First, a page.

In the south of France, ITER is inching towards completion. When it’s finally fully switched on in 2035, the International Thermonuclear Experimental Reactor will be the largest device of its kind ever built, and the flag-bearer for nuclear fusion.
Inside a donut-shaped reaction chamber called a tokamak, two types of hydrogen, called deuterium and tritium, will be smashed together until they fuse in a roiling plasma hotter than the surface of the sun, releasing enough clean energy to power tens of thousands of homes—a limitless source of electricity lifted straight from science fiction.
Or at least, that’s the plan. The problem—the elephant in a room full of potential elephants—is that by the time ITER is ready, there might not be enough fuel left to run it.
Like many of the most prominent experimental nuclear fusion reactors, ITER relies on a steady supply of both deuterium and tritium for its experiments. Deuterium can be extracted from seawater, but tritium—a radioactive isotope of hydrogen—is incredibly rare.
Atmospheric levels peaked in the 1960s, before the ban on testing nuclear weapons, and according to the latest estimates there is less than 20 kg (44 pounds) of tritium on Earth right now. And as ITER drags on, years behind schedule and billions over budget, our best sources of tritium to fuel it and other experimental fusion reactors are slowly disappearing.
Right now, the tritium used in fusion experiments like ITER, and the smaller JET tokamak in the UK, comes from a very specific type of nuclear fission reactor called a heavy-water moderated reactor. But many of these reactors are reaching the end of their working life, and there are fewer than 30 left in operation worldwide—20 in Canada, four in South Korea, and two in Romania, each producing about 100 grams of tritium a year. (India has plans to build more, but it is unlikely to make its tritium available to fusion researchers.)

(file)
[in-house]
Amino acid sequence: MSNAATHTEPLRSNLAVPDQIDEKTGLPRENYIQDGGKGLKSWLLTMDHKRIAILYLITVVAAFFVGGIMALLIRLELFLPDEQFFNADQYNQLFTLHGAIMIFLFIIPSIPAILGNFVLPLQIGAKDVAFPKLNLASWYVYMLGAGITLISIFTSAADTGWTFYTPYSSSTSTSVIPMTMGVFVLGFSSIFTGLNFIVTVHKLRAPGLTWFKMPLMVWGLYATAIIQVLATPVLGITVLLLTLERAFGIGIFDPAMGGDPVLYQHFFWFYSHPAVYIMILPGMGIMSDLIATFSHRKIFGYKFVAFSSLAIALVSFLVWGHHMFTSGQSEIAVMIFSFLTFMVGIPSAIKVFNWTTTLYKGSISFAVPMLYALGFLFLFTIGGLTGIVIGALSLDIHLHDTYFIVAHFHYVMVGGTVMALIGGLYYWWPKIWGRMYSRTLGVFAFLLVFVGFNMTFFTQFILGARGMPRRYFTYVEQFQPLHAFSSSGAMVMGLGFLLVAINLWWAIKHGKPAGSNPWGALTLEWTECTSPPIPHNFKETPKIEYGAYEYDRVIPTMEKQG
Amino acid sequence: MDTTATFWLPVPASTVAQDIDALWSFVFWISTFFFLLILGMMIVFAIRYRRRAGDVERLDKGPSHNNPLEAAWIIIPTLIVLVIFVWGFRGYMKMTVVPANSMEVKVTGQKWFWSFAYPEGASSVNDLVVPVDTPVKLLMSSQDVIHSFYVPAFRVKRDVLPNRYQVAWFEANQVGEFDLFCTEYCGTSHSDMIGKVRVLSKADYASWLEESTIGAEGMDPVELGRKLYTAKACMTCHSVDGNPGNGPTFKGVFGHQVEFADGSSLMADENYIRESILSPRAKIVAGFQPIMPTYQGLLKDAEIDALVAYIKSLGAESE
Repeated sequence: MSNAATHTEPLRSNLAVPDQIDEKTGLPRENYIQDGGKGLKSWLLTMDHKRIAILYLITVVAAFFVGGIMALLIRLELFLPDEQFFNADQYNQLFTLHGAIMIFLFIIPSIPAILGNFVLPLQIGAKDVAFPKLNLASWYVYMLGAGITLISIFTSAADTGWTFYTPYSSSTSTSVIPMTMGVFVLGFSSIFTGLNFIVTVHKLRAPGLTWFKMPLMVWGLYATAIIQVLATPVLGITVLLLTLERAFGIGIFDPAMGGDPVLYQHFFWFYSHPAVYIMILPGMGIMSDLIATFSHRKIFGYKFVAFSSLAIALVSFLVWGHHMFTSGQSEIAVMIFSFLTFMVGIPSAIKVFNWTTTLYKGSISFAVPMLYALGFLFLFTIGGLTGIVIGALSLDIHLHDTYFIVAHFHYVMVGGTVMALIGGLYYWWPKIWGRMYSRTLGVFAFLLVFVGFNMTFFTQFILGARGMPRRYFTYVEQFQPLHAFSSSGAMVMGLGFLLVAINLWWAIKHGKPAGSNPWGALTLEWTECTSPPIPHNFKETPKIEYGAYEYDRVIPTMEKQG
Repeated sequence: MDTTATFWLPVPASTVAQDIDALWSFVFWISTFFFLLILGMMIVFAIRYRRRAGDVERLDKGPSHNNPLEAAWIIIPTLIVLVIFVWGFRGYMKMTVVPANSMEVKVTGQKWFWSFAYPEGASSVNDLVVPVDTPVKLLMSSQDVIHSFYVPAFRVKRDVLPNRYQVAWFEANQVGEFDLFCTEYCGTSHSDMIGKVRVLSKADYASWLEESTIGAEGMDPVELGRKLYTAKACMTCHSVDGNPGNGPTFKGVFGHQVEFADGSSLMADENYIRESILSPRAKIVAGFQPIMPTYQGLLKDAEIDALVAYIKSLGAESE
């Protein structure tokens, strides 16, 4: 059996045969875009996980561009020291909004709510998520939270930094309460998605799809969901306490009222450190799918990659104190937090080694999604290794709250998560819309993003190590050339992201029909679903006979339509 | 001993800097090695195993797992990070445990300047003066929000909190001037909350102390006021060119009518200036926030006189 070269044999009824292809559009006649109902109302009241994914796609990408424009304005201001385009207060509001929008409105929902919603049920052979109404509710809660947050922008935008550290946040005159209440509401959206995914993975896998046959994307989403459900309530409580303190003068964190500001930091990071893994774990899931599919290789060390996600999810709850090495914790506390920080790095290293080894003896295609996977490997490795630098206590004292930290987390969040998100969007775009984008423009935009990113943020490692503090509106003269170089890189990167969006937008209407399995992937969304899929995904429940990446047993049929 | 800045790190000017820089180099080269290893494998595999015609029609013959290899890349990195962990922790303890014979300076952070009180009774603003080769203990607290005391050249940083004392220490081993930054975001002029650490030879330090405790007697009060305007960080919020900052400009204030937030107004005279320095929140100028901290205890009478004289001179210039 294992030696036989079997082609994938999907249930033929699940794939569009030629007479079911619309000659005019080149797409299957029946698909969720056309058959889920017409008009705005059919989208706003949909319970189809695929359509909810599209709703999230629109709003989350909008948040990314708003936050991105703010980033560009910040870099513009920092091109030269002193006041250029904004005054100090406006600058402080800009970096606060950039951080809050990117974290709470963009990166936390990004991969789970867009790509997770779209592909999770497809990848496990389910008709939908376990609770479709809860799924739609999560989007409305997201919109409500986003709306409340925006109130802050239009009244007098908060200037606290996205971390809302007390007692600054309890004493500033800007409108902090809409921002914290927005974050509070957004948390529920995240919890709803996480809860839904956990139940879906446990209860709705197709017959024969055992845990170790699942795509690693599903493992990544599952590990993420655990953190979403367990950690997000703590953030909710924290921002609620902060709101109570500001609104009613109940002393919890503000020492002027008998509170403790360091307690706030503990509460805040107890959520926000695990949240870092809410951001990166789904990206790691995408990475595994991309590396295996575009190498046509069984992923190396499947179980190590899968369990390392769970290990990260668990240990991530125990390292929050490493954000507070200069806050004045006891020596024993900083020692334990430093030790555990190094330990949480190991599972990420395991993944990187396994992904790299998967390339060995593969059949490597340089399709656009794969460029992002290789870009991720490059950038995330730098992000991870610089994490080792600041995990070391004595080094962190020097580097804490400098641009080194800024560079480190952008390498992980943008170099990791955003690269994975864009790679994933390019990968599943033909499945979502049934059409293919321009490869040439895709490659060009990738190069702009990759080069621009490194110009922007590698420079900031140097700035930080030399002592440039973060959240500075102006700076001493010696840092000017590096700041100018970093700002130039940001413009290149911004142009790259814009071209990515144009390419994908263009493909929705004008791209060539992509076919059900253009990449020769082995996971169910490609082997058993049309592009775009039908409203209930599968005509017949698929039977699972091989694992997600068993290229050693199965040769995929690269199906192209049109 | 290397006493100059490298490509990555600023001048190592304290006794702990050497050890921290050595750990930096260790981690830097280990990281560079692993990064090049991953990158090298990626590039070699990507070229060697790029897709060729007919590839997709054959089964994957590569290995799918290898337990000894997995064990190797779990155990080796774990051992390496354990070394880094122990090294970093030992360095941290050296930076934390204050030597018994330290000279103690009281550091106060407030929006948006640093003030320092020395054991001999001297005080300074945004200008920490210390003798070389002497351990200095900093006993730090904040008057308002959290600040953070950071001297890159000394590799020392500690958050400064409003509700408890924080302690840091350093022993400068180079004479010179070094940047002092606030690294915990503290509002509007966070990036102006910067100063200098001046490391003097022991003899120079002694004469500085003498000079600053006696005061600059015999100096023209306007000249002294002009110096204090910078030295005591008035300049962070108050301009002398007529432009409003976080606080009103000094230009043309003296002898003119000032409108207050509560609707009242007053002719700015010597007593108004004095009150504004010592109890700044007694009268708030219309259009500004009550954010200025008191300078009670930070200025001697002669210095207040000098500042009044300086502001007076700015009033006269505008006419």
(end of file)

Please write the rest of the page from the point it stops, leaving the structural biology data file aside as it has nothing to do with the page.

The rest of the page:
But this is not a viable long-term solution—the whole point of nuclear fusion is to provide a cleaner and safer alternative to traditional nuclear fission power. “It would be an absurdity to use dirty fission reactors to fuel ‘clean’ fusion reactors,” says Ernesto Mazzucato, a retired physicist who has been an outspoken critic of ITER, and nuclear fusion more generally, despite spending much of his working life studying tokamaks.
The second problem with tritium is that it decays quickly. It has a half-life of 12.3 years, which means that when ITER is ready to start deuterium-tritium operations (in, as it happens, about 12.3 years), half of the tritium available today will have decayed into helium-3. The problem will only get worse after ITER is switched on, when several more deuterium-tritium (D-T) successors are planned.
These twin forces have helped turn tritium from an unwanted byproduct of nuclear fission that had to be carefully disposed of into, by some estimates, the most expensive substance on Earth. It costs $30,000 per gram, and it’s estimated that working fusion reactors will need up to 200 kg of it a year. To make matters worse, tritium is also coveted by nuclear weapons programs, because it helps makes bombs more powerful—although militaries tend to make it themselves, because Canada, which has the bulk of the world’s tritium production capacity, refuses to sell it for nonpeaceful purposes.